AirAsia Shares Fall After Plane Goes Missing and Crashed, Its Biggest Drop In Three YearsInk Well Mag January 7, 2015 0 COMMENTS
AirAsia Bhd. (AIRA) shares fall after Malaysian budget carrier Flight QZ8501 – with 155 passengers and 7 crewmembers on board – disappeared and crashed en route from Indonesia to Singapore. Investors react to the disappearance right away, making company shares off by more than 10% in the opening minutes of trade in Malaysia.
The Missing Flight
The Airbus Group NV (AIR) A320 single-aisle plane went missing on December 28, 2014 off the coast of Borneo with 162 people (138 adults, 16 children, and an infant) on board. Most passengers were Indonesian, but there were also people from Singapore, Malaysia, France, South Korea, and the UK.
CEO Tony Fernandes informed the public about the crisis via social media saying, “This is my worse nightmare. My only thought(s) are with the (passengers) and my crew. We put our hope in the SAR operation and thank the Indonesia, Singapore and Malaysian governments.”
The low-cost airline says that it will do whatever it can to help. A search and rescue operation is underway in the Java Sea along the well-trafficked shipping routes.
A few days after welcoming New Year, reports say that coastguards have found what seems to be debris from a plane. Families of the passengers were devastated to find out that the plane crashed in shallow seas. Around March 2014, Malaysian Airline System Bhd. (MAS) Flight 370 also went missing and the case remains unsolved, bringing back the memories of the incident.
The Losing Stocks
“The AirAsia incident is worrying,” investment manager at Samsung Asset Management Co. (Hong Kong), Alan Richardson, said through a phone interview. “Investor sentiment toward Malaysian aviation has been hurt by the unfortunate incidents.”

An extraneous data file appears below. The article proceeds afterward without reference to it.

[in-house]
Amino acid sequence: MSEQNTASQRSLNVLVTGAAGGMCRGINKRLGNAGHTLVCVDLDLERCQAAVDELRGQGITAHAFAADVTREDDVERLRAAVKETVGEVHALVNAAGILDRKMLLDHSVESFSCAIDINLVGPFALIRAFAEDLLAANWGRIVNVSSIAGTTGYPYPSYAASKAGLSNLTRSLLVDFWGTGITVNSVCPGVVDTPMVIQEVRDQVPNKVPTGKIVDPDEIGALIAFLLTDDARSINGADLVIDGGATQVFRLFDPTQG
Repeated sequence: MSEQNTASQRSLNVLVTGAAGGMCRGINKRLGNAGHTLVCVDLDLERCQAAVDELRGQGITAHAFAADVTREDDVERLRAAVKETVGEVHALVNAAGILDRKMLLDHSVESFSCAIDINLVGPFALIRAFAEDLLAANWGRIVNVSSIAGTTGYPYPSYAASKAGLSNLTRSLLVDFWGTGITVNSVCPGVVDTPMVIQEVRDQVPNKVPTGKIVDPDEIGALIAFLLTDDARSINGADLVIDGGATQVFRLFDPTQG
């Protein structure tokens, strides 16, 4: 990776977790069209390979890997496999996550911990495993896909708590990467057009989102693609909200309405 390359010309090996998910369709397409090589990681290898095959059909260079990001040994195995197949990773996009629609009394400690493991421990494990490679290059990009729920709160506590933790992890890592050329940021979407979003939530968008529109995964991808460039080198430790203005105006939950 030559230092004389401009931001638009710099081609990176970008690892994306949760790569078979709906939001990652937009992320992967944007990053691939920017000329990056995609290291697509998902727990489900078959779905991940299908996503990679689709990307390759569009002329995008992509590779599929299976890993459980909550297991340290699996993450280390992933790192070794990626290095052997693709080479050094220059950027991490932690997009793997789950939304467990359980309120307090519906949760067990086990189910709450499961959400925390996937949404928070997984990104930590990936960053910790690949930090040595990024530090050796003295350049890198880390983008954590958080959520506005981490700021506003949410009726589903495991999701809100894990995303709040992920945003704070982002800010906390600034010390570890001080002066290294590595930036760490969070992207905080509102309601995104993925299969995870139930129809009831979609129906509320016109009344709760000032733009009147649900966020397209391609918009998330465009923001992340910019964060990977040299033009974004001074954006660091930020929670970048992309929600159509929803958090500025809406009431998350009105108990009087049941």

AirAsia shares decline by 7.8% – their biggest one-day drop since Sept. 22, 2011. Analysts say that this is the result of travelers becoming cautious about flying with the airline group because of the Indonesia-Singapore incident. This has a significant effect on the company’s ability to improve yields and boost profit for the year 2015.
Daniel Wong, analyst at Hong Leong Investment Bank based in Kuala Lumpur, noted, “I was expecting yields to at least maintain on a year-on-year basis in 2015, but now I’m expecting them to decline by up to five percent.”
The stocks of AirAsia in Kuala Lumpur dropped further to 12.9%, compared with its 0.4% decline in the benchmark index. The Bangkok-listed shares of Asia Aviation, which is 45% part of the AirAsia group, also declined by 3.6%.
The AirAsia group – with affiliates in India, the Philippines, and Thailand – never had a crash since its Malaysian operations in 2002. Analyst at AmResearch, HafrizHezry, says that the stock will recover after a few days the when the market’s initial reaction to the airplane disappearance calms down.